The nose is a central and prominent structure of the face. A deformity of the nose can significantly alter ones facial appearance or result in nasal complaints. Nasal deformity can be categorized as “cosmetic” or “functional.” Cosmetic deformity of the nose results in a less desirable appearance of the nose. A functional deformity of the nose may result in frustrating nasal blockage, noisy breathing or snoring, decreased smell or taste, nose bleeds and/or recurrent sinusitis. There are multiple etiologies, and often, many of the causes result in both cosmetic and functional problems.
DIFFERENT CAUSES OF COSMETIC AND FUNCTIONAL PROBLEMS
A baby born with nasal mass or other anomaly may have structural weakness or asymmetry of the nose.
Injury to the nose can result in a septal hematoma (a collection of blood between the lining of the nose and the nasal septum), septal fracture and deviation, or nasal bone fracture. A fracture can result in shifting of nasal structures leading to nasal obstruction and cosmetic changes.
Prior nasal surgery
Patients who have undergone previous nasal surgery may experience weakening or collapse in their support structures.
An external or internal nasal mass can change the shape or alter the function of the nose.
Age related changes
As patients age, they may experience weakening or collapse of nasal structures.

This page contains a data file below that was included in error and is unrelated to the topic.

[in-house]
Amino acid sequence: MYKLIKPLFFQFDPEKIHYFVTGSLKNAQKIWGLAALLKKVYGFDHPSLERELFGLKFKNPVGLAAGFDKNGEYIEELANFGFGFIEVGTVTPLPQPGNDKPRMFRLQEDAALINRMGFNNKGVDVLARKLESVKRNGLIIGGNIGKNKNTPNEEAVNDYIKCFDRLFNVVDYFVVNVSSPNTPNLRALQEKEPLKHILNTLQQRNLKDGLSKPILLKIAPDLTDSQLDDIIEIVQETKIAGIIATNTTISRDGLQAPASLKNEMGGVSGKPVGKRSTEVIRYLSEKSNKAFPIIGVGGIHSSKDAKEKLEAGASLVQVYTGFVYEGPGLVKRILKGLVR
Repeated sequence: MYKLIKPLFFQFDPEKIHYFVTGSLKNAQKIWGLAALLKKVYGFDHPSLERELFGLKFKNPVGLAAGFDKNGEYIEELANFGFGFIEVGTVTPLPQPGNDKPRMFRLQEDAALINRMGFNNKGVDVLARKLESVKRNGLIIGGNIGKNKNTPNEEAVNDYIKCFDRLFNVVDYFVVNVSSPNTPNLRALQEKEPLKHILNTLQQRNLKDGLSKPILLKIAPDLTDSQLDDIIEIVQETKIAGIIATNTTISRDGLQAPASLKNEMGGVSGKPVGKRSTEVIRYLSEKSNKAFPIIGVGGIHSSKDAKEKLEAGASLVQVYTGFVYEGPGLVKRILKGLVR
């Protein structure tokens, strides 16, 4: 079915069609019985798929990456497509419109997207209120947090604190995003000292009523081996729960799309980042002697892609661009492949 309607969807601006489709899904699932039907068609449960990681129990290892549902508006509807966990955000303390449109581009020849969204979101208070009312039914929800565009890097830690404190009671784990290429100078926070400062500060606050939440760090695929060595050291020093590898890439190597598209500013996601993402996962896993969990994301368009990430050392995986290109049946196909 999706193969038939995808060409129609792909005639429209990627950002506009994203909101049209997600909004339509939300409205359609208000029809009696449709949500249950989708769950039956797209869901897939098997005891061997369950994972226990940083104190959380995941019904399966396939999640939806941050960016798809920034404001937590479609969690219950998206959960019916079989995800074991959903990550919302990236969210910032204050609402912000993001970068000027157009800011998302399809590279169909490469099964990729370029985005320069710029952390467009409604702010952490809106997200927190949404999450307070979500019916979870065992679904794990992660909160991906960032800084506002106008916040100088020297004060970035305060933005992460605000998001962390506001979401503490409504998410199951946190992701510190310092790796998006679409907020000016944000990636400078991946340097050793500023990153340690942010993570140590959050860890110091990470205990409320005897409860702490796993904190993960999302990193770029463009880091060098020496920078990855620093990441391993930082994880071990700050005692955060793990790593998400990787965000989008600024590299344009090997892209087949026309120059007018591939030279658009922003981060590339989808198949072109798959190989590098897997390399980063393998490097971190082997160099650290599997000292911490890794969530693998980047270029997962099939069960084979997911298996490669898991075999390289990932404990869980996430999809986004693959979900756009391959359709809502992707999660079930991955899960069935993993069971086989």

Certain nasal and systemic (affect the entire body) medical conditions may cause structural changes of the nose. Common conditions affecting nasal appearance and function include: Sarcoidosis, Wegner’s Disease, Relapsing Polychondritis and other connective tissue disorders.
The nasal septum is the separation between the two nostrils. In adults, it is composed of both cartilage and bone. The nasal septum has three functions: support the nose, regulate air flow, and support the mucous membranes of the nose.
A deviated septum is a common condition that involves a displacement of the septum, the wall that separates the nostrils, to one side of the nose. The septum is usually straight at birth, but may bend to one side or the other as the patient ages. Trauma can also affect the deviation of the septum, but many patients experiencing symptoms from this condition have no history of injury.
Deviated septum makes one nasal passage smaller than the other, which can affect breathing if the displacement is great enough. Patients with a severe deviated septum may experience nasal congestion, nosebleeds and frequent or recurring sinus infections as a result of their uneven nasal passages. Those with only minor displacement may not even be aware that they have a deviated septum and experience no symptoms.
- Nasal Turbinate Hypertrophy
- The turbinates are structures on the side wall of the inside of the nose. They project into the nasal passages as ridges of tissue.
There are three types of turbinates:
- Inferior nasal turbinates- these, being the largest of all nasal turbinates aids in the direction of the airflow, heating, humidification as well as the filtration of the air that is inhaled via the nose.
- Middle nasal turbinates- these are smaller than inferior turbinates. They are responsible for protection of the nasal sinuses from directly being exposed to the airflow that is pressurized.
- Superior nasal turbinates- these are even smaller than the middle nasal turbinates. They have nerve endings linking them to middle nasal turbinates. They are responsible for protection of olfactory bulb.